The vessels belonging to the port, at the beginning of 1864, were 10 small sailing vessels, of aggregately 200 tons; 119 large sailing-vessels, of aggregately 23,804 tons; and four small steam-vessels, of aggregately 99 tons. The vessels which entered in 1863 were 12 British sailing-vessels, of aggregately 3,316 tons, from British colonies; 4 British sailing-vessels, of aggregately 460 tons, from foreign countries; 3 foreign sailing-vessels, of aggregately 333 tons, from foreign countries; and 371 sailing-vessels, of aggregately 30,201 tons, coastwise.
The vessels which cleared in 1863 were 25 British sailing-vessels, of aggregately 6,370 tons, to British colonies; 7 British sailing-vessels, of aggregately 944 tons, to foreign countries; 5 foreign sailing-vessels, of aggregately 585 tons, to foreign countries; and 3,066 sailing-vessels, of aggregately 265,086 tons, coastwise. The amount of customs in 1867, was £3,840. The harbour enjoys easy access; has an average depth of 18 feet at springs, and 12 feet at neaps; includes a capacious dock and good piers and quays; and shows on the Spier, a fixed light 51 feet high, visible at the distance of 12 miles.
Herring fishing is carried on; and extensive coal mines, and limestone and red freestone quarries, are in the neighbourhood. The seats of Nether Hall and Ewenrigg Hall, and the Roman station of Ellenborough, are in the vicinity. Pop. of the town, in 1851,5,698; in 1861,6,037. Houses, 1,353.
The chapelry is in Cross-Canonby parish; and comprises 482 acres of land, and 424 of water. Real property, £39,637; of which £37 are in quarries, £26,470 in railways, and £374 in gasworks. Pop. in 1851,5,716; in 1861,6,150. Houses, 1,356. The manor belongs to J. P. Senhouse, Esq. The living is a p. curacy in the diocese of Carlisle. Value, £150. Patron, J. P. Senhouse, Esq.
Source: The Imperial Gazetteer of England & Wales [Wilson, John M]. A. Fullarton & Co. N. d. c. [1870-72].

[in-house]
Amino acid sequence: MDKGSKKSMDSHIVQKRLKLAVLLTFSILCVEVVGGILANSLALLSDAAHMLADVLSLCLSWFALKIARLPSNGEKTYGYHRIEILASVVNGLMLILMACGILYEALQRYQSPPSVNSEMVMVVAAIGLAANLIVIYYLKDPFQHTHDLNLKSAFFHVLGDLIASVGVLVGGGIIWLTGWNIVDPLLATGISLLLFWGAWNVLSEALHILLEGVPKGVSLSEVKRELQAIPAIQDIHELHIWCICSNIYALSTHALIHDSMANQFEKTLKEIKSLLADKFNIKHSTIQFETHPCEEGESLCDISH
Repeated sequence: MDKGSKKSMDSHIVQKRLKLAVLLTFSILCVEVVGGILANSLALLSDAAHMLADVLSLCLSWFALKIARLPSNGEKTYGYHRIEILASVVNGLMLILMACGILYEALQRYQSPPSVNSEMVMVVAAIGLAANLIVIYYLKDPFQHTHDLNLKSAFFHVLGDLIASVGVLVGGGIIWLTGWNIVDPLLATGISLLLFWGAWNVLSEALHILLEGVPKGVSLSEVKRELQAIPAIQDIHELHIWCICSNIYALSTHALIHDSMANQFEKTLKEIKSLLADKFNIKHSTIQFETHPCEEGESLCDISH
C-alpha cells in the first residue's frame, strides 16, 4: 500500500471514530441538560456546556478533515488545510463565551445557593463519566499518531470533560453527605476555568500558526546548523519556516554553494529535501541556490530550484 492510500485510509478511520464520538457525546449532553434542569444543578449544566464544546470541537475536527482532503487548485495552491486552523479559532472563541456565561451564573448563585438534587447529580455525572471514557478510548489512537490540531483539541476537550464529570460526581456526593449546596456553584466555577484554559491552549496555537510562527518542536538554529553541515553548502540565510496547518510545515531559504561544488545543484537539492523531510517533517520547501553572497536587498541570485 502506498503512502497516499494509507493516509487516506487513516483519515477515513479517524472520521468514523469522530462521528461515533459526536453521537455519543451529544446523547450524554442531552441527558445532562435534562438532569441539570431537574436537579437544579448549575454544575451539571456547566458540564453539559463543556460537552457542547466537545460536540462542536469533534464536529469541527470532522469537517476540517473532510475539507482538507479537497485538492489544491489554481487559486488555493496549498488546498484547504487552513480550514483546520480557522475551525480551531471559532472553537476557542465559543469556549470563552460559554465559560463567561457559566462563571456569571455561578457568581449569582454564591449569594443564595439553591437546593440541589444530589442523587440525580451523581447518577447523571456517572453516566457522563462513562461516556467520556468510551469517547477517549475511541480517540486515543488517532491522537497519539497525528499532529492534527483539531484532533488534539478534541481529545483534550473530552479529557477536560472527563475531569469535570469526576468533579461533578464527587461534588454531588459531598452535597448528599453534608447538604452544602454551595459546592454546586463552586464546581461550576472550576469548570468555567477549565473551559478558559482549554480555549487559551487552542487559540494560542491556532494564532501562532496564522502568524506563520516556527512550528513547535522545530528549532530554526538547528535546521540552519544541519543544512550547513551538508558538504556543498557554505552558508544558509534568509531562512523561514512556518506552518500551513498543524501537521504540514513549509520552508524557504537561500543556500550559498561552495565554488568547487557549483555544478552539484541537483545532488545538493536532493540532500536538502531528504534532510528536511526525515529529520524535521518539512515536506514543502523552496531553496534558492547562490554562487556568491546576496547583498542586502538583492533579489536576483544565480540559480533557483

A Topographical Dictionary of England 1848
MARYPORT, a chapelry, market-town, and seaport, in the parish of Cross-Cannonby, union of Cockermouth, Allerdale ward below Derwent, W. division of Cumberland, 30 miles (S. W. by W.) from Carlisle, and 310 (N. W. by N.) from London; containing 5311 inhabitants.
This place, which is situated at the mouth of the river Ellen, was a very inconsiderable fishing-village, called Ellen-foot, previously to 1750, when the foundations of the present town and harbour were laid by Humphrey Senhouse, Esq., the proprietor of the land, who bestowed upon it the name of Maryport, in compliment to his lady.
It is irregularly built, partly on the sea-shore, and partly on the cliff; the streets are spacious, and the atmosphere is healthy. In 1833, an act was obtained for the improvement of the harbour, and for lighting and otherwise improving the town. Coal, limestone, and red freestone are procured in the vicinity, and exported; timber is imported from America and the West Indies, and iron and flax from the Baltic. The port is a member of the port of Whitehaven, and of late years has been rapidly rising into importance: the number of vessels of above 50 tons registered here is 56, and their aggregate burthen 7074 tons.